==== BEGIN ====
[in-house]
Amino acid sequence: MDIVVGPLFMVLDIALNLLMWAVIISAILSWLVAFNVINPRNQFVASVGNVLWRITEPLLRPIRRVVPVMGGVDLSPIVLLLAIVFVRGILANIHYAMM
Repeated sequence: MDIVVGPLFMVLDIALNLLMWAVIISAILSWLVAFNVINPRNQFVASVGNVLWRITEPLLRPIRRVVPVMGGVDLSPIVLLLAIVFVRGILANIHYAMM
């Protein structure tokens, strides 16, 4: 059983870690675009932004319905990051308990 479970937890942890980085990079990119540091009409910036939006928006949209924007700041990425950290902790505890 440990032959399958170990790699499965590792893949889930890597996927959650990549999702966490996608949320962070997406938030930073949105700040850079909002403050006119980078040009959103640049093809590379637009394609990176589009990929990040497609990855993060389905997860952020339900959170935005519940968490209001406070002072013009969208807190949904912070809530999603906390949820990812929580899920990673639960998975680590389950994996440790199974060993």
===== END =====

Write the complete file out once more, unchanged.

[in-house]
Amino acid sequence: MDIVVGPLFMVLDIALNLLMWAVIISAILSWLVAFNVINPRNQFVASVGNVLWRITEPLLRPIRRVVPVMGGVDLSPIVLLLAIVFVRGILANIHYAMM
Repeated sequence: MDIVVGPLFMVLDIALNLLMWAVIISAILSWLVAFNVINPRNQFVASVGNVLWRITEPLLRPIRRVVPVMGGVDLSPIVLLLAIVFVRGILANIHYAMM
């Protein structure tokens, strides 16, 4: 059983870690675009932004319905990051308990 479970937890942890980085990079990119540091009409910036939006928006949209924007700041990425950290902790505890 440990032959399958170990790699499965590792893949889930890597996927959650990549999702966490996608949320962070997406938030930073949105700040850079909002403050006119980078040009959103640049093809590379637009394609990176589009990929990040497609990855993060389905997860952020339900959170935005519940968490209001406070002072013009969208807190949904912070809530999603906390949820990812929580899920990673639960998975680590389950994996440790199974060993």